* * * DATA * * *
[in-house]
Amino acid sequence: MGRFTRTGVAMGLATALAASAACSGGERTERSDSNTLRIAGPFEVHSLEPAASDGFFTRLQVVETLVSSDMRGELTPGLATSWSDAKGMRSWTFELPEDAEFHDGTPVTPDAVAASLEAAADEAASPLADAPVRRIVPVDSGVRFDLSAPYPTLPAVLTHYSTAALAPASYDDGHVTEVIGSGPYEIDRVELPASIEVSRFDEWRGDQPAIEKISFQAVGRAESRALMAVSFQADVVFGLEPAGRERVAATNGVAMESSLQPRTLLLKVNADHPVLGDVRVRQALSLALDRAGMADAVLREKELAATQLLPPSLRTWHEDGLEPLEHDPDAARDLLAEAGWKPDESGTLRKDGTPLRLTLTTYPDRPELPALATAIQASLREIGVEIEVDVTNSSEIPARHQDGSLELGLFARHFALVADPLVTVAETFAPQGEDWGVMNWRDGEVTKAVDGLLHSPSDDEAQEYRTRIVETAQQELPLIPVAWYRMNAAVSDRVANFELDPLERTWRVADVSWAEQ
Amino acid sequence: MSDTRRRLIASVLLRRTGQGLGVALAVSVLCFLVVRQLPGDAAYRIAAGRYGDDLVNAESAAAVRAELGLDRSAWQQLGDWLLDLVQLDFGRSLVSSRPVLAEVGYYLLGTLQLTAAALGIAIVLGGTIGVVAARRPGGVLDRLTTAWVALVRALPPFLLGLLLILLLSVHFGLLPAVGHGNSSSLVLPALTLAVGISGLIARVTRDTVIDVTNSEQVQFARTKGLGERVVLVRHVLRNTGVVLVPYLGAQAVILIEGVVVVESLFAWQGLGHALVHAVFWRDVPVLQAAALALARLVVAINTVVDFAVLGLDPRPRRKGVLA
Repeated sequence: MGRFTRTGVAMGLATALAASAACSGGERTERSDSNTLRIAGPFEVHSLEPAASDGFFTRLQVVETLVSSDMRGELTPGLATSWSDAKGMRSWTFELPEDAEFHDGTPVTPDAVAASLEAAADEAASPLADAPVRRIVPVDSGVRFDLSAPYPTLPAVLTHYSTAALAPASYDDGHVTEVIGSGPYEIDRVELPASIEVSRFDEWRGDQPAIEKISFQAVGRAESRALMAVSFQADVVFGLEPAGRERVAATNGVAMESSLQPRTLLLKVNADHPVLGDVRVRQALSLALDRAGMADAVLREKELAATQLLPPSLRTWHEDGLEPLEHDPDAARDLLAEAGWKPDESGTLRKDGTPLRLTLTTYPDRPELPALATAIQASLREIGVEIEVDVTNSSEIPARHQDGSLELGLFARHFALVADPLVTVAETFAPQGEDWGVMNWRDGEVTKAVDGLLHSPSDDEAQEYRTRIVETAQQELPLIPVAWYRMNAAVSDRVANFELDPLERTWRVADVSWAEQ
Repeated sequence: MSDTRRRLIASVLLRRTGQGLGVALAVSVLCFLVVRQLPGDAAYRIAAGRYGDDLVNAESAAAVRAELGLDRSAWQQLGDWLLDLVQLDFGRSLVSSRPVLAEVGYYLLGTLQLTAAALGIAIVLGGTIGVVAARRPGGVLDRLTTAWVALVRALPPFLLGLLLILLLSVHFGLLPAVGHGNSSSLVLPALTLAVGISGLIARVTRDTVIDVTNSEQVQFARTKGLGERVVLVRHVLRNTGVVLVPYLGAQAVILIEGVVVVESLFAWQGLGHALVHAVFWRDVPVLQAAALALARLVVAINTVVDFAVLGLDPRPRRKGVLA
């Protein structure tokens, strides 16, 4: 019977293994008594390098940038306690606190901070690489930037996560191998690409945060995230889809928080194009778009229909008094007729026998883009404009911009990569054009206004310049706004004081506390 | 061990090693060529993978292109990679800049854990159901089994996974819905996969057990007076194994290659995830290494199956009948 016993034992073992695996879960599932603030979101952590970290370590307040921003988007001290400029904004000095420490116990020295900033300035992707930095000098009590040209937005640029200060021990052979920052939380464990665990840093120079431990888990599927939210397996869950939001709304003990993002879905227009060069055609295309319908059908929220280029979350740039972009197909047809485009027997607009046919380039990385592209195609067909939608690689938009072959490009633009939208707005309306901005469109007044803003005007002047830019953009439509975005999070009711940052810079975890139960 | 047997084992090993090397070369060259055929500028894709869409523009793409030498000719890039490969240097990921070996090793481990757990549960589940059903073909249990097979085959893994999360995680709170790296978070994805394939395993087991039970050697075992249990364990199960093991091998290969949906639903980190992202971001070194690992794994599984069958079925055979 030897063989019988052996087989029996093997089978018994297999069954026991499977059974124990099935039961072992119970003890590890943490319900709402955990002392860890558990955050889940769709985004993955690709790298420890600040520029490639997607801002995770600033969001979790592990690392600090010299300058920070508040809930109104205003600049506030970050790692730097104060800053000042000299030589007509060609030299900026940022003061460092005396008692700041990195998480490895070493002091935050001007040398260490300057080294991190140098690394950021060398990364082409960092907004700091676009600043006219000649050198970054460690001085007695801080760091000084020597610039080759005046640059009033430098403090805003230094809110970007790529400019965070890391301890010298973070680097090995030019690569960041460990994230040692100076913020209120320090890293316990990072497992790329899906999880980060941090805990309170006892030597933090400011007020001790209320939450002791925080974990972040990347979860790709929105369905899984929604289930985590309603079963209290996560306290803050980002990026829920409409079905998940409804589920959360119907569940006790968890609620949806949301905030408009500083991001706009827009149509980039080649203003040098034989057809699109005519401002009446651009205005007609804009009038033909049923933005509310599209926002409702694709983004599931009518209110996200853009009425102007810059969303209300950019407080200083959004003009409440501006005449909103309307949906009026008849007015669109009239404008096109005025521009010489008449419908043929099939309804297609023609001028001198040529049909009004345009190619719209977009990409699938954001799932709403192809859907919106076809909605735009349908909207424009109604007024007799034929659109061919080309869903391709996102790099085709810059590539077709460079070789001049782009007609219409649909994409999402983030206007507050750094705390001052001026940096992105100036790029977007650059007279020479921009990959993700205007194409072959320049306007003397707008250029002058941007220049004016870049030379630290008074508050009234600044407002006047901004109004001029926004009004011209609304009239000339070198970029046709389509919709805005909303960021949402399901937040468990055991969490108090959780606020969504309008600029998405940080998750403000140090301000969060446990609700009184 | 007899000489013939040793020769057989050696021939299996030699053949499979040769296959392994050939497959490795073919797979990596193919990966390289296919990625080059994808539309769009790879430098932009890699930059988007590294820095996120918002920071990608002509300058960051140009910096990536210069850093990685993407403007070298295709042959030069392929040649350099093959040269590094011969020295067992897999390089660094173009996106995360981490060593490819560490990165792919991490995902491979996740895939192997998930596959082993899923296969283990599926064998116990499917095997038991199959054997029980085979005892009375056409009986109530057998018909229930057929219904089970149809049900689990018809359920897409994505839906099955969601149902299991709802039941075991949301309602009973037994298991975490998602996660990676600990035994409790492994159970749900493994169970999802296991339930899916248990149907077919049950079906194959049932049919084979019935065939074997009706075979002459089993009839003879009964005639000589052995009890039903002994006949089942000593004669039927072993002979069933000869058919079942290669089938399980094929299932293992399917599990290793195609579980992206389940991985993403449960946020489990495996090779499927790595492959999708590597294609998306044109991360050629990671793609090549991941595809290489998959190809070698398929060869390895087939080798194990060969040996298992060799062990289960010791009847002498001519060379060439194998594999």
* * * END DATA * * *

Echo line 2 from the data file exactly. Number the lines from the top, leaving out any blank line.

Amino acid sequence: MGRFTRTGVAMGLATALAASAACSGGERTERSDSNTLRIAGPFEVHSLEPAASDGFFTRLQVVETLVSSDMRGELTPGLATSWSDAKGMRSWTFELPEDAEFHDGTPVTPDAVAASLEAAADEAASPLADAPVRRIVPVDSGVRFDLSAPYPTLPAVLTHYSTAALAPASYDDGHVTEVIGSGPYEIDRVELPASIEVSRFDEWRGDQPAIEKISFQAVGRAESRALMAVSFQADVVFGLEPAGRERVAATNGVAMESSLQPRTLLLKVNADHPVLGDVRVRQALSLALDRAGMADAVLREKELAATQLLPPSLRTWHEDGLEPLEHDPDAARDLLAEAGWKPDESGTLRKDGTPLRLTLTTYPDRPELPALATAIQASLREIGVEIEVDVTNSSEIPARHQDGSLELGLFARHFALVADPLVTVAETFAPQGEDWGVMNWRDGEVTKAVDGLLHSPSDDEAQEYRTRIVETAQQELPLIPVAWYRMNAAVSDRVANFELDPLERTWRVADVSWAEQ